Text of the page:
T.C. Memo. 2020-23 Docket No. 7013-17 Docket No. 1099-18.
Richard Essner, pro se. Mark A. Nelson and Sarah A. Herson, for respondent.
Richard Essner, pro se. Mark A. Nelson and Sarah A. Herson, for respondent. MEMORANDUM FINDINGS OF FACT AND OPINION
MARVEL, Judge: Respondent determined income tax deficiencies of $117,265 and $101,750 and accuracy-related penalties under section 6662(a) of $23,453 and $20,350 for petitioner's 2014 and 2015 tax years, respectively. After stipulations, the remaining issues for decision are whether: (1) petitioner failed to report distributions from an inherited individual retirement account (IRA) as income for 2014 and 2015, (2) respondent subjected petitioner to a duplicative inspection of his books and records relating to his 2014 tax year in violation of section 7605(b), and (3) petitioner is liable for the accuracy-related penalty under section 6662(a) for tax year 2015.
All section references are to the Internal Revenue Code in effect at the relevant times, and all Rule references are to the Tax Court Rules of Practice and Procedure.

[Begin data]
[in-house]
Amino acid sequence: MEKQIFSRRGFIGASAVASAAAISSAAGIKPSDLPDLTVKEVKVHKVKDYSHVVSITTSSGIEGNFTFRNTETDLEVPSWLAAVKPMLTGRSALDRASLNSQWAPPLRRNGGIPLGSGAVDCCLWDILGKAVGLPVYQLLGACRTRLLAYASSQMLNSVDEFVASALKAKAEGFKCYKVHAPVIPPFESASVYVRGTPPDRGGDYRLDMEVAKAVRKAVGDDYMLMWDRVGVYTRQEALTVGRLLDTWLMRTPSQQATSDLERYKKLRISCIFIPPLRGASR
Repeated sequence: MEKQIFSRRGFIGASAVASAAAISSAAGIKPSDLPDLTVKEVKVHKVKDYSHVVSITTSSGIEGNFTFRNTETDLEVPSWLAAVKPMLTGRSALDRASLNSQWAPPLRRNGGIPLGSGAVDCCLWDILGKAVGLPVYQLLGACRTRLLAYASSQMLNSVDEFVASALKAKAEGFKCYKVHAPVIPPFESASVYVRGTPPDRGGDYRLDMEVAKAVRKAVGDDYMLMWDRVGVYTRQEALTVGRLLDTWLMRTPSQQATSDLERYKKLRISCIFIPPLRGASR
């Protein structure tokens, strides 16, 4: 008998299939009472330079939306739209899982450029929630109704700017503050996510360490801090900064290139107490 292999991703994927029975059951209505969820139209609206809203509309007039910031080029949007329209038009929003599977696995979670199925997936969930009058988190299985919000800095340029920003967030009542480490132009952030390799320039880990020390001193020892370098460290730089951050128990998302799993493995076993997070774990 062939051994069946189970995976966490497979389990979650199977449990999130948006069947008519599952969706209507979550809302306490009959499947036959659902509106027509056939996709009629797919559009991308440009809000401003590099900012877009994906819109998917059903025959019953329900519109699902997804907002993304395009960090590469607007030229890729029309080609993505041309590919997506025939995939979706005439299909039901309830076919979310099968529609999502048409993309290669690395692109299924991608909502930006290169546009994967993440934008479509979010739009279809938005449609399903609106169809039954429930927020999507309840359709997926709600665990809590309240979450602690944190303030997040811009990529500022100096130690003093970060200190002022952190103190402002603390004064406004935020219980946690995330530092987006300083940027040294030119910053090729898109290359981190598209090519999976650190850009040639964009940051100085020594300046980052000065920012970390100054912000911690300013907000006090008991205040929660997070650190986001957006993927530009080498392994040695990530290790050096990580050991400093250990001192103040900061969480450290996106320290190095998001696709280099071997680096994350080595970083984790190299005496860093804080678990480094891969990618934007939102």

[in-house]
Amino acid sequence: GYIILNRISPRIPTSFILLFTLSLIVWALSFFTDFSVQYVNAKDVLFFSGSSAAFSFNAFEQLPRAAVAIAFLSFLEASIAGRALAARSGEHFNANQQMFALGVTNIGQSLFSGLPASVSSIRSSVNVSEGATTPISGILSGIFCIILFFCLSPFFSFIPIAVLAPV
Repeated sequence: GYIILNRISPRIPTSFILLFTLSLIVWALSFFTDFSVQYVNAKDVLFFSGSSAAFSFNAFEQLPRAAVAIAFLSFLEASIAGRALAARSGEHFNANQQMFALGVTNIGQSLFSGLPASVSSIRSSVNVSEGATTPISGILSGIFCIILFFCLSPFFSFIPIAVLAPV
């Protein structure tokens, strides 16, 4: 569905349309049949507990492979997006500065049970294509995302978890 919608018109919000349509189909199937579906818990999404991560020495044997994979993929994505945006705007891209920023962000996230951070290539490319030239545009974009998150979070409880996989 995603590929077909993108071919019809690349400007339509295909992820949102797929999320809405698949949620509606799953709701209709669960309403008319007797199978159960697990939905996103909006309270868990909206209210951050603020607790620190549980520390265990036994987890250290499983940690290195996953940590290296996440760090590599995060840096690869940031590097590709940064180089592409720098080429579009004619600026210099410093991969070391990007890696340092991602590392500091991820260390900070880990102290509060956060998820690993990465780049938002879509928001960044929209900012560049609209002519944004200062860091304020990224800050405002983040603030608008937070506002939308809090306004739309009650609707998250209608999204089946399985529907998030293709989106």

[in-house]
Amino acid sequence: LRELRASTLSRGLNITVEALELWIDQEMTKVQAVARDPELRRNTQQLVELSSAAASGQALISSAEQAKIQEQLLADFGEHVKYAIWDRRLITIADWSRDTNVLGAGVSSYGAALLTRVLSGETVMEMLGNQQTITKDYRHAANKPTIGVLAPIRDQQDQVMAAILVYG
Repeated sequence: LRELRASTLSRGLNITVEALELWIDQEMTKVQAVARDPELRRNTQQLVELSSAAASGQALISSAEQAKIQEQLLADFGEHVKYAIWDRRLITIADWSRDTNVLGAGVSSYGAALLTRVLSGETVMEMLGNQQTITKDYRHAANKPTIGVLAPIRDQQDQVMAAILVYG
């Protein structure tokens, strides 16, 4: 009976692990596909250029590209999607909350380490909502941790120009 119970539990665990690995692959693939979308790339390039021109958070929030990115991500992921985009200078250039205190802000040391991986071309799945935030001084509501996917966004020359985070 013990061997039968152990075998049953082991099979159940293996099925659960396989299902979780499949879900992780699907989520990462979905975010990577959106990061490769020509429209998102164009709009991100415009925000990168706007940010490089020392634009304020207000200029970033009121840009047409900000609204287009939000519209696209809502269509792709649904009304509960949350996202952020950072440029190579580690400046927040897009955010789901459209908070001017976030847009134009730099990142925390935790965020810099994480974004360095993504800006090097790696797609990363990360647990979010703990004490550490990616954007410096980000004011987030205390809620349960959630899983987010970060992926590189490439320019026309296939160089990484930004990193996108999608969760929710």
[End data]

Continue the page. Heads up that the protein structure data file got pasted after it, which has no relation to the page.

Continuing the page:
Respondent has conceded the accuracy-related penalty under sec. 6662(a) for tax year 2014.
FINDINGS OF FACT
Petitioner resided in California when he filed his petitions in these consolidated cases. Petitioner is a cancer surgeon by training and profession. In 2013 petitioner's mother died, and he inherited an IRA that she had inherited from her late husband, petitioner's father.
After petitioner inherited the IRA, he took distributions from it in both 2014 and 2015. Specifically, petitioner received distributions of $360,800 and $148,084 in 2014 and 2015, respectively. Before petitioner received the first distribution in 2014, he researched the tax implications of an inherited IRA on the Internal Revenue Service's (IRS) website, and he came to the conclusion that he would not owe tax on the distributions. Petitioner engaged a return preparer for his 2014 and 2015 returns, but he did not inform his return preparer that he had received IRA distributions in 2014 and 2015 and did not ask for guidance from his return preparer on the tax treatment of such transactions. Petitioner did not report a distribution as income on his tax return for either year. However, respondent and petitioner received Forms 1099-R, Distributions From Pensions, Annuities, Retirement or Profit-Sharing Plans, IRAs, Insurance Contracts, etc., reporting IRA distributions to petitioner of $360,800 and $148,084 in 2014 and 2015, respectively.